aesthetically they leave me stone cold

    Dylan
    That's your taste, I won't try to change it, but will say some people, a significant minority I hope, find it appealing.
    Last edited by BobPrell; 29-04-12 at 13:10. Reason: reefing remark
    A l'eau. C'est l'heure.

  8. #48
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    Default well done Bob

    Quote Originally Posted by BobPrell View Post
    Point taken, but peeps should realize weight aloft is not all a bad thing. It can make the motion of a vessel more comfortable. It's about rotational inertia.


    That's your taste, I won't try to change it, but will say some people, a significant minority I hope, find it appealing.
    good, rational answers

    of course I assume that a gunter has a fair bit of wight up high

    vertainly when you lift the bermudan mast it is pretty light

    then lift the shorter mast for the gunter - and add the gaff(if that the right word) it adds up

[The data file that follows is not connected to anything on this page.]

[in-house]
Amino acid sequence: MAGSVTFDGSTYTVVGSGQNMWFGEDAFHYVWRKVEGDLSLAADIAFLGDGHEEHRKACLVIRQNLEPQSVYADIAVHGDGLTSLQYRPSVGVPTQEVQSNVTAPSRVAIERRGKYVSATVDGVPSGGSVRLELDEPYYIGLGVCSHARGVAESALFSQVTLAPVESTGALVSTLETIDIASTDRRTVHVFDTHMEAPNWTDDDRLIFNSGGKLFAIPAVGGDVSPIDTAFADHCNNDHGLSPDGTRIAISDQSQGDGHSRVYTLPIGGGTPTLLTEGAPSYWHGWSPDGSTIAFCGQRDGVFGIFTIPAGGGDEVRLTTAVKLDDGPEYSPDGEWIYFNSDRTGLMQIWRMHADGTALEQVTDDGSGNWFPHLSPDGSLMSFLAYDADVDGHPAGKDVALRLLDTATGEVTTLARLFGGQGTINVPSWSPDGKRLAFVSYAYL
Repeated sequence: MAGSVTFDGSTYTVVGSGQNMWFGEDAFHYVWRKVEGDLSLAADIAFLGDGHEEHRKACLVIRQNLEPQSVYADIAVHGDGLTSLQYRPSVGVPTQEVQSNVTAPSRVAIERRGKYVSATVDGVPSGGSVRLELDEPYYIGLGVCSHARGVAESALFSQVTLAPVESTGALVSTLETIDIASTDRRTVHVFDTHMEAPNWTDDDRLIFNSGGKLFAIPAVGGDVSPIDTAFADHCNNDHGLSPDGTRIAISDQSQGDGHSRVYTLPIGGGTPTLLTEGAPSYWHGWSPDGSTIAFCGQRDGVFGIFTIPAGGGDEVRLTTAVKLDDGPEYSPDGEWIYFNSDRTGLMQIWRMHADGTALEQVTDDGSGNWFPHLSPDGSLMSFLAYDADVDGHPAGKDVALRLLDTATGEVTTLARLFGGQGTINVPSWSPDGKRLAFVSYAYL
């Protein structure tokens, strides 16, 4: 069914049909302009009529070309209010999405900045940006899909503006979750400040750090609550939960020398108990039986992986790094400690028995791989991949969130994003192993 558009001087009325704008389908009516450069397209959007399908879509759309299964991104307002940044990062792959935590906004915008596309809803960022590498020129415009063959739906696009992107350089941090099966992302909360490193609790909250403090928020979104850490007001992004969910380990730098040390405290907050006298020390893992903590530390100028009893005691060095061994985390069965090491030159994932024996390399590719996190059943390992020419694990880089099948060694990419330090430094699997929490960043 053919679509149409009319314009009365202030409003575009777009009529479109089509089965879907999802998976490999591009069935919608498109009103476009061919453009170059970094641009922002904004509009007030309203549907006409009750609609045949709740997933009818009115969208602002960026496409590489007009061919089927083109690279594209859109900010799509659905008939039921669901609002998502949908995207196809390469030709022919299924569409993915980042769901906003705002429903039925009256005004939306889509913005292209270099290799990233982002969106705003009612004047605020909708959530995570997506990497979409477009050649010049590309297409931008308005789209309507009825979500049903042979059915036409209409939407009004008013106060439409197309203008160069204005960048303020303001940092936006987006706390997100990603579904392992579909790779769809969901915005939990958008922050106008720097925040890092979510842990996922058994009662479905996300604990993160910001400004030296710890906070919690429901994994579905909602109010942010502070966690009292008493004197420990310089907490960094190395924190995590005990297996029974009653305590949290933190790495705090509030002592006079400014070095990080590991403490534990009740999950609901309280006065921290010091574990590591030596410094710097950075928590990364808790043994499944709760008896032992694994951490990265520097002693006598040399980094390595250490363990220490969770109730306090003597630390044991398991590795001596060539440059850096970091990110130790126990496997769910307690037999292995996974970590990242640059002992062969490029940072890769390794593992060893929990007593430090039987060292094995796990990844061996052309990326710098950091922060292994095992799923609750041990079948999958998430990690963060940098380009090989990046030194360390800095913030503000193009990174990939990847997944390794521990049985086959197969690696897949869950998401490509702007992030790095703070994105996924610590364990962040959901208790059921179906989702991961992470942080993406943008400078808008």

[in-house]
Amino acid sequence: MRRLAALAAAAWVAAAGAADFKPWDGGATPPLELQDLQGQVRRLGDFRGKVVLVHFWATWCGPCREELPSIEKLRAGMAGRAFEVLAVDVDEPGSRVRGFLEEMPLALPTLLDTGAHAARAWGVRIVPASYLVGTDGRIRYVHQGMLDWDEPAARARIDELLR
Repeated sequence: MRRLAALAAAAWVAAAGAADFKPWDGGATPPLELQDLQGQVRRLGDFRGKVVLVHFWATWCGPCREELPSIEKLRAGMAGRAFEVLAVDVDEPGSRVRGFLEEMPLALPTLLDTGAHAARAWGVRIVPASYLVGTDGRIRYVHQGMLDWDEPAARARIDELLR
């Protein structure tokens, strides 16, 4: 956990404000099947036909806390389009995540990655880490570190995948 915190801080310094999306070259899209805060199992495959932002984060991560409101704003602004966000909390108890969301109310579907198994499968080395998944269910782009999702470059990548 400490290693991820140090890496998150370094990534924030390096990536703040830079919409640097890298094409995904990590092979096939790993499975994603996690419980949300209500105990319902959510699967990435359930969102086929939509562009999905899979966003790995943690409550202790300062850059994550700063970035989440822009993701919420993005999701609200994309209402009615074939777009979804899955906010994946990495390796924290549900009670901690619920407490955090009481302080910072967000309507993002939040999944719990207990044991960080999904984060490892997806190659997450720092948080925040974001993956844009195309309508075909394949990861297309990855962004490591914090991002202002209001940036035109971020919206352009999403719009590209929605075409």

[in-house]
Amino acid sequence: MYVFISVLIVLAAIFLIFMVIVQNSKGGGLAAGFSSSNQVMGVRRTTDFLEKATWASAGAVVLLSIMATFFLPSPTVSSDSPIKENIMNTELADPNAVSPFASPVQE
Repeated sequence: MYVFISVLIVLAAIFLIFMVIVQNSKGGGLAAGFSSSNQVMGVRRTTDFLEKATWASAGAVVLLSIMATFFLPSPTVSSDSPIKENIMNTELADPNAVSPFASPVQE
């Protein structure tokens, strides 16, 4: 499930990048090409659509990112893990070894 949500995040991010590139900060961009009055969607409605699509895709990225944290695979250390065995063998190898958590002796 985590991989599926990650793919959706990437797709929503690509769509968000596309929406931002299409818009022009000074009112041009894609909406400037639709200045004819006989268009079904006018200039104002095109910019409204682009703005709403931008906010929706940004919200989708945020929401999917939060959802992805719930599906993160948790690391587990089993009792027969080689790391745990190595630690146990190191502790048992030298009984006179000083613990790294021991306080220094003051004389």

D

  9. #49
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    Quote Originally Posted by dylanwinter View Post
    I think that a junk rig requires a lot of weight and windage up high

    and.....

    aesthetically they leave me stone cold

    Dylan
    There is no rig uglier than a pointy and stressed bermudan. It represents the triumph of technology and brute force over subtlety and the genius of a simple solution.

    Aesthetically, for me, there is only the junk rig though gaff/gunter is also fairly pleasing to the eye.

  10. #50
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    I'm not sure if anyone else raised this issue, but as the boat was designed with a gunter rig, surely converting it to bermudan sloop moved the centre of effort forward, so the obvious question is which rig gives the best balance on the helm? Other things being equal I would look at the big advantage of the gunter rig when it comes to lowering the mast and transporting the boat on a trailer. The shorter spars must be easier then.
    Last edited by Norman_E; 29-04-12 at 18:40.
    Working on immortality - One day at a time.